April 24, 2017
More than 30 Swarthmore College students staged a sit-in Monday morning to demand that the Delaware County school divest of the fossil fuel stocks it holds in its endowment.
The school's Mountain Justice group staged a sit-in at 9:15 a.m. at the office of college president Valerie Smith, entering Parrish Hall with an array of signs decrying the effects of climate change.
The number of protesters has fluctuated since the start of the sit-in, but Mountain Justice coordinator William Marchese says the group has no intention of leaving — even after business hours close.
"We're not leaving at 4:30 (p.m.)," Marchese said. "There's going to be a lot of students that are going to be sitting with us then."
The protesters plan to demonstrate throughout the week.
The Mountain Justice group has been urging school officials to divest of its fossil fuel holdings for years, to no avail. Students staged a 32-day sit-in two years ago, but the school's board of managers voted against divestment.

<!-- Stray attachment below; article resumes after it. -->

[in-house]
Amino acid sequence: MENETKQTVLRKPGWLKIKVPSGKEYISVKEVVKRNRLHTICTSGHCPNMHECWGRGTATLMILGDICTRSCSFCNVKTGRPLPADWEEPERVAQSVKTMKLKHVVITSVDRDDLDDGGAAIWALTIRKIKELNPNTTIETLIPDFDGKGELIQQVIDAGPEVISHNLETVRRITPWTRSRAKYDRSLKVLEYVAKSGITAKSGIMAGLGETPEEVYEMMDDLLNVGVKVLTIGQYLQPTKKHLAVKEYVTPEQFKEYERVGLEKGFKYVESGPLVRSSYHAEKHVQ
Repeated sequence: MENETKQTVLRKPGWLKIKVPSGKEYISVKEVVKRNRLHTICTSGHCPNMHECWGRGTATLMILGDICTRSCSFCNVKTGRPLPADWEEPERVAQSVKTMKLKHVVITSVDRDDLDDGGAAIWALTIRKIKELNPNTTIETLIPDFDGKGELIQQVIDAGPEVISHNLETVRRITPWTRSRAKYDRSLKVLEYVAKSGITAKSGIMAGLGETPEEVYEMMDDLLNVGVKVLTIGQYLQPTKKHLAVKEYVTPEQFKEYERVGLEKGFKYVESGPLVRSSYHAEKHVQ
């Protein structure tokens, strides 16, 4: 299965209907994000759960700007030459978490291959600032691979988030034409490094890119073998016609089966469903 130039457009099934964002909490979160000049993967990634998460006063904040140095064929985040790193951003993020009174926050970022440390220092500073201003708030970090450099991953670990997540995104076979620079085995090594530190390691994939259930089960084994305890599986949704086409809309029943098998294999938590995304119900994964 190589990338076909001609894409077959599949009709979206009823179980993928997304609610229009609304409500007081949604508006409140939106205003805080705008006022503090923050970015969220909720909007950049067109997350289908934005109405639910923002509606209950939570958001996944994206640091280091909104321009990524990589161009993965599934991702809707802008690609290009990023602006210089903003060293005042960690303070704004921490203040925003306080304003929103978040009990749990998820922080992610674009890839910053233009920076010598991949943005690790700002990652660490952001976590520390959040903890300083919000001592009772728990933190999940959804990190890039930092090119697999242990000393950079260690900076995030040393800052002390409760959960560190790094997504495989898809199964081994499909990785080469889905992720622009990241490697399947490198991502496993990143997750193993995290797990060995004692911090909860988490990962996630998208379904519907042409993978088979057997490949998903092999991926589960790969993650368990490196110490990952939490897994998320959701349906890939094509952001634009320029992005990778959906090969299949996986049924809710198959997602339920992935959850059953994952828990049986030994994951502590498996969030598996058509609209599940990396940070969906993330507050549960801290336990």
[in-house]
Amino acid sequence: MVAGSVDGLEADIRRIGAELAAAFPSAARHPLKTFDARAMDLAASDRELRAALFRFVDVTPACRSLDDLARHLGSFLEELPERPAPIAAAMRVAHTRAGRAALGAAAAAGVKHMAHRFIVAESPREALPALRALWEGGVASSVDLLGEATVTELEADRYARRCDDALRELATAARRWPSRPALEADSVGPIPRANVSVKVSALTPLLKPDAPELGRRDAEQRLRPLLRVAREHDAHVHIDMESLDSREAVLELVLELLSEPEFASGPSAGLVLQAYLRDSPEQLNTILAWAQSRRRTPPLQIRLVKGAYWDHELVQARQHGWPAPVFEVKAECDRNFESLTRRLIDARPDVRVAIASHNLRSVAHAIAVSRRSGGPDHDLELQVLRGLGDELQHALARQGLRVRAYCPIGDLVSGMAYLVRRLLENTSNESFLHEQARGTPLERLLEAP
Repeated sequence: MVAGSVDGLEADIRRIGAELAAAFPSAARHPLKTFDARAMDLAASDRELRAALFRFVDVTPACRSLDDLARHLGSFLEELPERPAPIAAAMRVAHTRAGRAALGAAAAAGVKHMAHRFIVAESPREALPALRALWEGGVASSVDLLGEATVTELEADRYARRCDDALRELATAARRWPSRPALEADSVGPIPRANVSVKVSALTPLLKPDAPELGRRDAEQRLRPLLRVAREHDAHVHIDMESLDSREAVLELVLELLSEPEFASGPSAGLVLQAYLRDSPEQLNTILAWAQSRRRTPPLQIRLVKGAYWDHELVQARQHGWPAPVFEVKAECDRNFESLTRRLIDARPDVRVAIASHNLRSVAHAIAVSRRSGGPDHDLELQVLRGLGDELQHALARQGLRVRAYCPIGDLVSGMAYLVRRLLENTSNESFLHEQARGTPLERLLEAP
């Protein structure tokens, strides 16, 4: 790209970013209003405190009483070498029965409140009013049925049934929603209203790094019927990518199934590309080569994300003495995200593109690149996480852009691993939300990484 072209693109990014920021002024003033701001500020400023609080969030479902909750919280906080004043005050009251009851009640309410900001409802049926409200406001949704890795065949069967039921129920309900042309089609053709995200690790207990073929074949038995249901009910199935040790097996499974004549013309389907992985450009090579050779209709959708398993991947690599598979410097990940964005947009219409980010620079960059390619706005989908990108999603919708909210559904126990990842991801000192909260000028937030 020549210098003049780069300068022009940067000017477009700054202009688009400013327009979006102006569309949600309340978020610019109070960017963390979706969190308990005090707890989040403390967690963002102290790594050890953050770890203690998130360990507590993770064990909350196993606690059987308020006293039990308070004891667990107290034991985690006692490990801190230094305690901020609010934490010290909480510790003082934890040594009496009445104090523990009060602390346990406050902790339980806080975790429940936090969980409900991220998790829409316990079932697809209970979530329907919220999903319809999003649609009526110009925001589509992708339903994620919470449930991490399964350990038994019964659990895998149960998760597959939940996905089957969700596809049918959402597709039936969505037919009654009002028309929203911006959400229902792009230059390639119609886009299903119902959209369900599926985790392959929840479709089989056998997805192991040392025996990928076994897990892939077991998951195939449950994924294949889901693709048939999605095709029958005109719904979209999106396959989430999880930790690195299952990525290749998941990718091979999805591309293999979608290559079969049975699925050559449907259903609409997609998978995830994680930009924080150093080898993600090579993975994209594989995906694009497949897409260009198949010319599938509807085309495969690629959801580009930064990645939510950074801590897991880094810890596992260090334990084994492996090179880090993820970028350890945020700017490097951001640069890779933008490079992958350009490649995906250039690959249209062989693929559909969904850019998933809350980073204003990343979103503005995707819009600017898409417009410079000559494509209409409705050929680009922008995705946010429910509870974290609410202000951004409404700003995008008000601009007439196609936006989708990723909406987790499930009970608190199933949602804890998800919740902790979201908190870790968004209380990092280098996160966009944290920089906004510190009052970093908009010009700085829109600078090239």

The college released a statement Monday afternoon that affirmed the students' right to protest. It said the college is committed to addressing climate change but not divestment.
"Swarthmore College affirms the rights of our students to engage in peaceful demonstration and freedom of speech, as long as those rights do not interfere with the rights of others," the statement read. "We agree on the critical need to address climate change on our planet. We are committed to finding the most effective ways to become more sustainable ourselves, and to urge other institutions of higher education to do the same."
The Mountain Justice group held a similar demonstration in February, assembling in the school's finance and investment office.
Five students later received notices of potential disciplinary action because they entered the personal office of Chief Investment Officer Mark Amstutz and refused to leave, despite multiple warnings, Smith said last month.
The protesters say divestment is a moral issue, viewing it as a way to combat climate change. They claim administrators are hiding behind guidelines that call for the school to make investments based on the best long-term financial results, not social objectives.
"It's about stigmatizing the fossil fuels industry and also taking a moral stance," Marchese said.